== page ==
Introduction: Arduino Keyboard Learning Lights Attachment
I've started playing Synthesia a lot recently and thought it would be cool if I had one of those keyboards that supports the prompt/learning lights over MIDI, which Synthesia has an option to output, but buying a new keyboard is a little expensive for me, so I thought I would just build an add-on for my current keyboard (a M-Audio Oxygen8, a little 25 key MIDI keyboard; it's not much but it's enough for me).
I thought this would be a quick little project that I could do in a day or so, but a lot of that time was debugging etc., you could build this in a couple of hours depending on your soldering skill and patience (mainly patience, building the LED strip is a bit annoying).
Here is a (not particularly good) video demonstrating the project:
For some reason Instructables is not letting me embed the video so here is a YouTube link: http://www.youtube.com/watch?v=LfwVIxyaxYY
Step 1: Circuit Design
I had originally planned to use an Arduino Mega for this and drive an LED matrix directly, but when looking through my spare parts I found a MAX7219 matrix driver (left over from my coffee table) so I thought I would use this instead and build it onto a shield for a standard sized Arduino (Uno, etc.).
The first schematic gives a rough idea of how I wired the LED matrix to light individual keys, although my final matrix didn't quite turn out like this so you may need to edit the Arduino script to match your matrix configuration (as long as the matrix works it doesn't matter what LED lights a key as that is fully configurable in software, you will see what I mean in the next step).
The second schematic is taken from the Arduino Playground page for the MAX72xx range, where you will also find a guide to choose a value for the current limiting resistor RSet.
Step 2: Arduino Code
All the parts of the code are found at the top of the code, this includes pin configurations, transpose settings and LED indexes for each hardware key:
- Button pin configuration (lines 4 and 5)
Set these to the pin which is connected to your transpose buttons, these pins are pulled high by the Arduino and should be pulled to ground by the buttons.
- MAX7219 pin configuration (lines 6 to 9)
Set these to the respective pins on the MAX7219: DATA_PIN should connect to pin 1 of the MAX IC, CLOCK_PIN to 13 and LOAD_PIN to 12.
- Transpose settings
First set the transposeMax and transposeMin to their correct values, this is the number of valid times you can transpose the keyboard in each direction (e.g. my M-Audio keyboard lets me transpose +/- 4 octaves) (note transposeMax must be positive or 0 and transposeMin must be negative or 0).
Secondly set the midiStartPoints to match your transpose settings, this is an array of integers corresponding to the MIDI note which is produced by the leftmost key at each transpose setting (note this array must be of size transposeMax-transposeMin+1).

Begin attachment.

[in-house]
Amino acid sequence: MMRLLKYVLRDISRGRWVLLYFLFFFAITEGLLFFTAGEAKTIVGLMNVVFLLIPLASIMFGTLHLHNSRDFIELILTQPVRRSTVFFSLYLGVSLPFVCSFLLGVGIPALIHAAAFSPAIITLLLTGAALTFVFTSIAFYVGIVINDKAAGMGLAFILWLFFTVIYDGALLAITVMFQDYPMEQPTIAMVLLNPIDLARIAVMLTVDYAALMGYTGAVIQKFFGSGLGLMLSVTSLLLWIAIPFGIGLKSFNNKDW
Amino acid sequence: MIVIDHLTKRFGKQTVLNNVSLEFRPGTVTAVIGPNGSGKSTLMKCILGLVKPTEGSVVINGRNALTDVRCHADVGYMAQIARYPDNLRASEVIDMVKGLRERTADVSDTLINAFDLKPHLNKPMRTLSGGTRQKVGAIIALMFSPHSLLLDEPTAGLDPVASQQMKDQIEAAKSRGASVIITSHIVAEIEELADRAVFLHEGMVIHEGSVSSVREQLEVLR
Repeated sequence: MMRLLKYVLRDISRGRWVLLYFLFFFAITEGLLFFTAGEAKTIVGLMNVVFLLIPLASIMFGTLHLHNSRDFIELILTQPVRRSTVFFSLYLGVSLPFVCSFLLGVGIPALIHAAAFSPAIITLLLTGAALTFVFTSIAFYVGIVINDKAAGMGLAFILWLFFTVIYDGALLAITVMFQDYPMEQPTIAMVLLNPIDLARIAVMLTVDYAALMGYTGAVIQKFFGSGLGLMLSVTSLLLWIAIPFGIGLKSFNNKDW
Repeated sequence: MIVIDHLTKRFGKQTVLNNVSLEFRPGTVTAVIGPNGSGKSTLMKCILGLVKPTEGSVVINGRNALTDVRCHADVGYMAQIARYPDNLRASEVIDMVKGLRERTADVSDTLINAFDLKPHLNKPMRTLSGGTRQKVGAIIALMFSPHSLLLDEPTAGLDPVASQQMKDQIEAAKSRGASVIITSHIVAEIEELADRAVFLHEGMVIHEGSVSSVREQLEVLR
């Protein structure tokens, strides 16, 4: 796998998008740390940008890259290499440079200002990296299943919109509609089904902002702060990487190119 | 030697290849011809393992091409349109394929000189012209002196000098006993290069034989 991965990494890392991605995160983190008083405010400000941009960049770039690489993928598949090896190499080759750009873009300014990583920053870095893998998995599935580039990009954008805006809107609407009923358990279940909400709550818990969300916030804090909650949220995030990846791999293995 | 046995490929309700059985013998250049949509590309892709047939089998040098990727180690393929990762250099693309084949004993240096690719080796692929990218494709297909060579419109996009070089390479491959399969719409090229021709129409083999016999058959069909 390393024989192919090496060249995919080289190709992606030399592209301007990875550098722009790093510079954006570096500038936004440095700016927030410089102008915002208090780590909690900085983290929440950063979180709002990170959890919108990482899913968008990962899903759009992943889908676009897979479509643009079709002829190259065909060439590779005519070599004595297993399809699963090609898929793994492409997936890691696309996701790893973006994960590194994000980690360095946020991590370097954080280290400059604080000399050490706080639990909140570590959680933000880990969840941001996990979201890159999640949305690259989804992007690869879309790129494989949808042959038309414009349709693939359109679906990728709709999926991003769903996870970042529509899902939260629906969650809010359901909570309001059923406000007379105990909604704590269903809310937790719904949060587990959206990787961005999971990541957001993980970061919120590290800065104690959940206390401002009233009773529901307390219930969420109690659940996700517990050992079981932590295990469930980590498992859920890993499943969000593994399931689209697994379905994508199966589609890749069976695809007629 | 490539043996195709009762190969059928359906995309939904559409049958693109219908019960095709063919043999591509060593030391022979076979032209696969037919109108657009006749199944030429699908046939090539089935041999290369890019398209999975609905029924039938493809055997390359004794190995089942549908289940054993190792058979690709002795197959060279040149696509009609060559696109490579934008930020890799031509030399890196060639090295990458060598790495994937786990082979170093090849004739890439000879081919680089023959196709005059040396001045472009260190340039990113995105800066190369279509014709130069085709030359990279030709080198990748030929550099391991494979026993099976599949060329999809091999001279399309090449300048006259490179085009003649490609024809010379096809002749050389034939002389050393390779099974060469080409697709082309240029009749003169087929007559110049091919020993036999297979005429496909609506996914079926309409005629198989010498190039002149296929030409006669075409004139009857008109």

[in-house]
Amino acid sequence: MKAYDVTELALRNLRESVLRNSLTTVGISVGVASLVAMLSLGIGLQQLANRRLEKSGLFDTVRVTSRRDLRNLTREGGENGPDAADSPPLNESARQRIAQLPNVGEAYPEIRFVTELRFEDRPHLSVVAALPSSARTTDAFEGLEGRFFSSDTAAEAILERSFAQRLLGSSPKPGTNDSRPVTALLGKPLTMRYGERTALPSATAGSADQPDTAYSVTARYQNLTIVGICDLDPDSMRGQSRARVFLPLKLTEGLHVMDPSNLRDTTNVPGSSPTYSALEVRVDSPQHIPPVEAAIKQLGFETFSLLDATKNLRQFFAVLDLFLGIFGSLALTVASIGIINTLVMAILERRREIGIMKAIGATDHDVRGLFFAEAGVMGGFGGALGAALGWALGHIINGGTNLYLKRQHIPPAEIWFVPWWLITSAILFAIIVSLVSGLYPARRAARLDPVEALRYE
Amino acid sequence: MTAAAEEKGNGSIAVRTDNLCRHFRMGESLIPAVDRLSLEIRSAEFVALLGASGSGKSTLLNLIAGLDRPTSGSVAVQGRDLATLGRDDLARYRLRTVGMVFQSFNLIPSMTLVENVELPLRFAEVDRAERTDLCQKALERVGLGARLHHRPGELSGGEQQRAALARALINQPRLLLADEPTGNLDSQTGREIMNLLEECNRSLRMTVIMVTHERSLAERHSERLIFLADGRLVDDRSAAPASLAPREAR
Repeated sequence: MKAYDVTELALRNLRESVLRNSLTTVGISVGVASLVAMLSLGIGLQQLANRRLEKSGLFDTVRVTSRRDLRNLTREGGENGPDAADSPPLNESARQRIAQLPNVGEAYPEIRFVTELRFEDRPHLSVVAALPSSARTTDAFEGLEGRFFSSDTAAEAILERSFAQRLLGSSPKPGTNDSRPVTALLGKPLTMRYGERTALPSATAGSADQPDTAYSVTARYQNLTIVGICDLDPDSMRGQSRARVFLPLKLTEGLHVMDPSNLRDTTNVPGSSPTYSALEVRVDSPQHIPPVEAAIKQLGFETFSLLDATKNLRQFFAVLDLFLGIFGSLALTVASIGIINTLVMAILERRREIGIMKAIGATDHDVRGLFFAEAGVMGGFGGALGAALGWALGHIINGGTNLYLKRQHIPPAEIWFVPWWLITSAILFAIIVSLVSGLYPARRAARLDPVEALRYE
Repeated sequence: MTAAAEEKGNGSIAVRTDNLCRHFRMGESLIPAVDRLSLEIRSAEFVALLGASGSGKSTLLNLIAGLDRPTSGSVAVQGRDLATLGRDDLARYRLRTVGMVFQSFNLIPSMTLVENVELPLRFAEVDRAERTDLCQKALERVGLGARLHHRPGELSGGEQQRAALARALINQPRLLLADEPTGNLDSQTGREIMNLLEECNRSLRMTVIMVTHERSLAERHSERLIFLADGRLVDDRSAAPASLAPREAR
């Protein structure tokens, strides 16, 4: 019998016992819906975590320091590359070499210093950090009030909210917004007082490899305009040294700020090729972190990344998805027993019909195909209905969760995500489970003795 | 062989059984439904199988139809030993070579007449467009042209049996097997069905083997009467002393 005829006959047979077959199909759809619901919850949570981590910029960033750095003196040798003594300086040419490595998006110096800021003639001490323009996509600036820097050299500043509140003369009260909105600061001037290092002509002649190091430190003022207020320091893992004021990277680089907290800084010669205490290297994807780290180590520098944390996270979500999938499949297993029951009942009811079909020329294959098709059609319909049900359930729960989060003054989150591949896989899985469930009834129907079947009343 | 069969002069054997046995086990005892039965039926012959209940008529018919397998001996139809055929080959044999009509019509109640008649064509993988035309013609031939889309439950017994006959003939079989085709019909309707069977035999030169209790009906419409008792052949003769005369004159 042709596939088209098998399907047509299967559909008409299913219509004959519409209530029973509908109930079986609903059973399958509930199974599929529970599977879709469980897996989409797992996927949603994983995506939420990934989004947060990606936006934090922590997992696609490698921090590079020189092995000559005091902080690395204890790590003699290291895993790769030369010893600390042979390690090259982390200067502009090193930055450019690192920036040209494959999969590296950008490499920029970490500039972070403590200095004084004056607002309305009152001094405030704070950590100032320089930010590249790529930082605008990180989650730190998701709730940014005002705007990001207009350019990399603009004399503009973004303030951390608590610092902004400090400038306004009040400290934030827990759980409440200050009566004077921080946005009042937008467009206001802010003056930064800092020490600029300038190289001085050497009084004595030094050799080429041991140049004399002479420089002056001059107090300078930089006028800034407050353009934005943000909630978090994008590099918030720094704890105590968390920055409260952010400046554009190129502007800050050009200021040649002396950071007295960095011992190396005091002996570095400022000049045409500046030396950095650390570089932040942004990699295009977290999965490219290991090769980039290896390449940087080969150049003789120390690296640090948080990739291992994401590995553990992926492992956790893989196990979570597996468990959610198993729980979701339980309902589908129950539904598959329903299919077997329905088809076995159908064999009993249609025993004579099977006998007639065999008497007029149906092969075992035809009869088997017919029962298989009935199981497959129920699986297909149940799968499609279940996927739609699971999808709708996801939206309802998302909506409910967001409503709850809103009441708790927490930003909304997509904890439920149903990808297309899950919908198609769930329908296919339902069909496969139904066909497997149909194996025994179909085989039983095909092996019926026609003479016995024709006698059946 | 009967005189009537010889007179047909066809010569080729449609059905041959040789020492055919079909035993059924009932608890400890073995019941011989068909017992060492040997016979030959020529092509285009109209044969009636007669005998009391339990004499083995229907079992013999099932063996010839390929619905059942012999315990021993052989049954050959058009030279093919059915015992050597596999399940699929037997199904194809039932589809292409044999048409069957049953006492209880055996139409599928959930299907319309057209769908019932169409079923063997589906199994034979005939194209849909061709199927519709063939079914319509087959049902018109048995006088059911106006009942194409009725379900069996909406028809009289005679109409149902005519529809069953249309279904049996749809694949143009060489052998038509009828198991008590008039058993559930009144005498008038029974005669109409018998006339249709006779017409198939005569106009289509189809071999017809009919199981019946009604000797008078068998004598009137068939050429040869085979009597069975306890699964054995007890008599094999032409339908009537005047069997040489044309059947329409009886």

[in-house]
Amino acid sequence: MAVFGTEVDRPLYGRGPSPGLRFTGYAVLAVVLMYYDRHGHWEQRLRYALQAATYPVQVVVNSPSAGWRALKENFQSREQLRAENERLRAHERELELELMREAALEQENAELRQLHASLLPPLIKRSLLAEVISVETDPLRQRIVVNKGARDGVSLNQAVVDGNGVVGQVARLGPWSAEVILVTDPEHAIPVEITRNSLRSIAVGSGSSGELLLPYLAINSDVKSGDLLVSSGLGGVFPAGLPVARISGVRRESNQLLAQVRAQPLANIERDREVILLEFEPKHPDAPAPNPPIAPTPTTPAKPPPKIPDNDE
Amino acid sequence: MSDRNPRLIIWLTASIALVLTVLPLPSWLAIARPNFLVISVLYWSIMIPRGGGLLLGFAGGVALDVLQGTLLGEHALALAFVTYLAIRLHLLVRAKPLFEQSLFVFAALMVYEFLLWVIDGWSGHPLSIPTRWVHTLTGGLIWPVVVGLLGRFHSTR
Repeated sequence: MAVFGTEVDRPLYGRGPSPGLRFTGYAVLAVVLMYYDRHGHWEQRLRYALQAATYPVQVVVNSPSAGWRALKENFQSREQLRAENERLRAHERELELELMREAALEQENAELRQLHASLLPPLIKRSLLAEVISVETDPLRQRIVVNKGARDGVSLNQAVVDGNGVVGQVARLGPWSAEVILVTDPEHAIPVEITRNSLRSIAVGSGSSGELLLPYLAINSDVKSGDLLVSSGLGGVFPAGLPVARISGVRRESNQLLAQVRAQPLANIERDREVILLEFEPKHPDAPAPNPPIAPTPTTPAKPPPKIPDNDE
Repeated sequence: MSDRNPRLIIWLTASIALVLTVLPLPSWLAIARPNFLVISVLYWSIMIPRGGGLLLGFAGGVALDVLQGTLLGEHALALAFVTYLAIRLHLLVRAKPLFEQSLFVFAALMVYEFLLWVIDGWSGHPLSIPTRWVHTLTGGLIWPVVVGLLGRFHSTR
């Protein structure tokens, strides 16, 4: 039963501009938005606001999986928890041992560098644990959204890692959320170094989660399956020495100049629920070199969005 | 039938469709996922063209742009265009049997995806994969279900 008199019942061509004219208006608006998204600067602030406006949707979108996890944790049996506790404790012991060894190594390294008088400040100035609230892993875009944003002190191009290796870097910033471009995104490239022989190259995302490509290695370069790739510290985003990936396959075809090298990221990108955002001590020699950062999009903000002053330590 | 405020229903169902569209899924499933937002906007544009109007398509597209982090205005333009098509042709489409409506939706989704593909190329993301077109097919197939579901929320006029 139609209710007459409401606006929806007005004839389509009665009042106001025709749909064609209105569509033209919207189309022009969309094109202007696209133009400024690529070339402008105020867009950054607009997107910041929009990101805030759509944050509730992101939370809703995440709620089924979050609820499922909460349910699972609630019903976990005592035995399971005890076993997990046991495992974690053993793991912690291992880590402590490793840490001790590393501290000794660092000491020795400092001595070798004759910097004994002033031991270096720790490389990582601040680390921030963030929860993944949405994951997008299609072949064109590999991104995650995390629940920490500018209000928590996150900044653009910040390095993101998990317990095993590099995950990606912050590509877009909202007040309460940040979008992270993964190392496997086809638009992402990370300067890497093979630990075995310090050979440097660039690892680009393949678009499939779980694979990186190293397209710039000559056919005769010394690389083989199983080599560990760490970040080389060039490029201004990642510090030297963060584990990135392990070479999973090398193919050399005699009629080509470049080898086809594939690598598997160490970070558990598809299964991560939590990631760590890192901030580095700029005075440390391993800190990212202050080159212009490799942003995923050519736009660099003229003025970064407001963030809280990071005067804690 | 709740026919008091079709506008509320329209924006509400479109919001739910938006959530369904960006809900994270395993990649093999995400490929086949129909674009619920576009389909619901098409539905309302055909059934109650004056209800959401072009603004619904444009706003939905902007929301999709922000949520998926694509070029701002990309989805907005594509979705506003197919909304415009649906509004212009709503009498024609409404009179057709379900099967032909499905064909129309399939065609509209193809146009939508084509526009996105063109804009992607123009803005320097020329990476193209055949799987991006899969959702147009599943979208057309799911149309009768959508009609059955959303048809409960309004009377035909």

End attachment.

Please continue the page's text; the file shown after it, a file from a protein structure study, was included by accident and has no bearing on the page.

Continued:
- LED indexes
This is an array which defines the row and column for each LED, ordered by keys from left to right (note the size of this array must be equal to the number of keys on your keyboard and each element must be an array of size 2).
- MIDI channel
By default the Arduino is set to pick up note messages on all channels, however you may change channel used to listen on on line 100 of the sketch.
Step 3: LED Strip
This can be a little tricky to get correct right away (I had to desolder quite a bit of mine) but essentially what you want to do is produce a linear LED matrix, it is difficult to explain how I did this so I hope the drawing will give you an idea, essentially you take each row and put it next to the other and every 8th LED shared a common anode and every set of 8 LEDs share a common cathode.
Looking back I should have really made a video showing the process of soldering this, let me know if you want me to try to explain this better.
Step 4: Driver Shield/PCB
Designing the driver shield should not be too difficult, I managed to lign up the MAX7219 ground pin with an Arduino ground pin on the stripboard however most of the other connections must be made using wire links, the two tactile buttons were only soldered in using two pins (they were used so it was diccicult to clean all the pins to they would go though the holes in the stripboard).
You do not have to use a IC holder if you don't wat, but it makes it easier if you decide you need the MAX IC for another project, even if you have to make do with a 28 pin IC socket like I did.
I did consider using .1" pin headers to connect the LED strip to the driver sheild, however did not think this had a lot of benefits, although it would allow you to use it as a generic matrix driver shield if you wanted. All I ended up doing was soldering the wires form the LED strip directly to the driver shield.
The MIDI socket I claimed form my MIDI accordion project (it would be easy to put a new port on the accordion), it is just a panel mount one but you could use a PCB mount one and have it soldered directly on the driver shield if you like (this is probably a better solution) .
Step 5: Assembly and Test
The last thing to do is plug the shield into your Arduino, load the sketch (if not already done), mount the LED strip on your keyboard (I used the magical adhesive which is Blue Tack), connect your note prompt MIDI cable and try it out.
For initial testing I just connected the input of the Arduino to the output of the keyboard, this will allow you to properly test the key configs, when doing this expect a key to light up when it is pressed. If all is good here then have a go playing using the prompt lights, you may or may not find it easier, I suppose this type of prompt would be useful for some but not for others, but it is an interesting project to build it anyway.